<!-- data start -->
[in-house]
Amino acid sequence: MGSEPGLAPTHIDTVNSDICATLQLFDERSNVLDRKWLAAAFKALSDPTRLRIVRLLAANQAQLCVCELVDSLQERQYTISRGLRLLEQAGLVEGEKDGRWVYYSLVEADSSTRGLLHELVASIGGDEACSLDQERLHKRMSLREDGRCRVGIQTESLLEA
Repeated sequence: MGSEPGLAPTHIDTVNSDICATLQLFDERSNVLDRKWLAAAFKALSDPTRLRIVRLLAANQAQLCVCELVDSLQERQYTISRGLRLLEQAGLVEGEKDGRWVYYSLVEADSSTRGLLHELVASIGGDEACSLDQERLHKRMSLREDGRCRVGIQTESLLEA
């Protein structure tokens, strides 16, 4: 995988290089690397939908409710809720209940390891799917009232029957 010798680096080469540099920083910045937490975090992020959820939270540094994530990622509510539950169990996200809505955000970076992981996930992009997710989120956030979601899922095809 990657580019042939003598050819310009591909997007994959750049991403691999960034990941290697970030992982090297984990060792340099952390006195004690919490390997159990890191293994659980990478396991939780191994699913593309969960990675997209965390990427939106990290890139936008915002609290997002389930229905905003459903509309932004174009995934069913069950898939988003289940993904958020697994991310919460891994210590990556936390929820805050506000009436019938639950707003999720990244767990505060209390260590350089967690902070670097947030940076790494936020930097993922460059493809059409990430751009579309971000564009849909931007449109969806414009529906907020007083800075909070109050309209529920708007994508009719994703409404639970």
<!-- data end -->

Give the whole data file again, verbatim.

[in-house]
Amino acid sequence: MGSEPGLAPTHIDTVNSDICATLQLFDERSNVLDRKWLAAAFKALSDPTRLRIVRLLAANQAQLCVCELVDSLQERQYTISRGLRLLEQAGLVEGEKDGRWVYYSLVEADSSTRGLLHELVASIGGDEACSLDQERLHKRMSLREDGRCRVGIQTESLLEA
Repeated sequence: MGSEPGLAPTHIDTVNSDICATLQLFDERSNVLDRKWLAAAFKALSDPTRLRIVRLLAANQAQLCVCELVDSLQERQYTISRGLRLLEQAGLVEGEKDGRWVYYSLVEADSSTRGLLHELVASIGGDEACSLDQERLHKRMSLREDGRCRVGIQTESLLEA
């Protein structure tokens, strides 16, 4: 995988290089690397939908409710809720209940390891799917009232029957 010798680096080469540099920083910045937490975090992020959820939270540094994530990622509510539950169990996200809505955000970076992981996930992009997710989120956030979601899922095809 990657580019042939003598050819310009591909997007994959750049991403691999960034990941290697970030992982090297984990060792340099952390006195004690919490390997159990890191293994659980990478396991939780191994699913593309969960990675997209965390990427939106990290890139936008915002609290997002389930229905905003459903509309932004174009995934069913069950898939988003289940993904958020697994991310919460891994210590990556936390929820805050506000009436019938639950707003999720990244767990505060209390260590350089967690902070670097947030940076790494936020930097993922460059493809059409990430751009579309971000564009849909931007449109969806414009529906907020007083800075909070109050309209529920708007994508009719994703409404639970």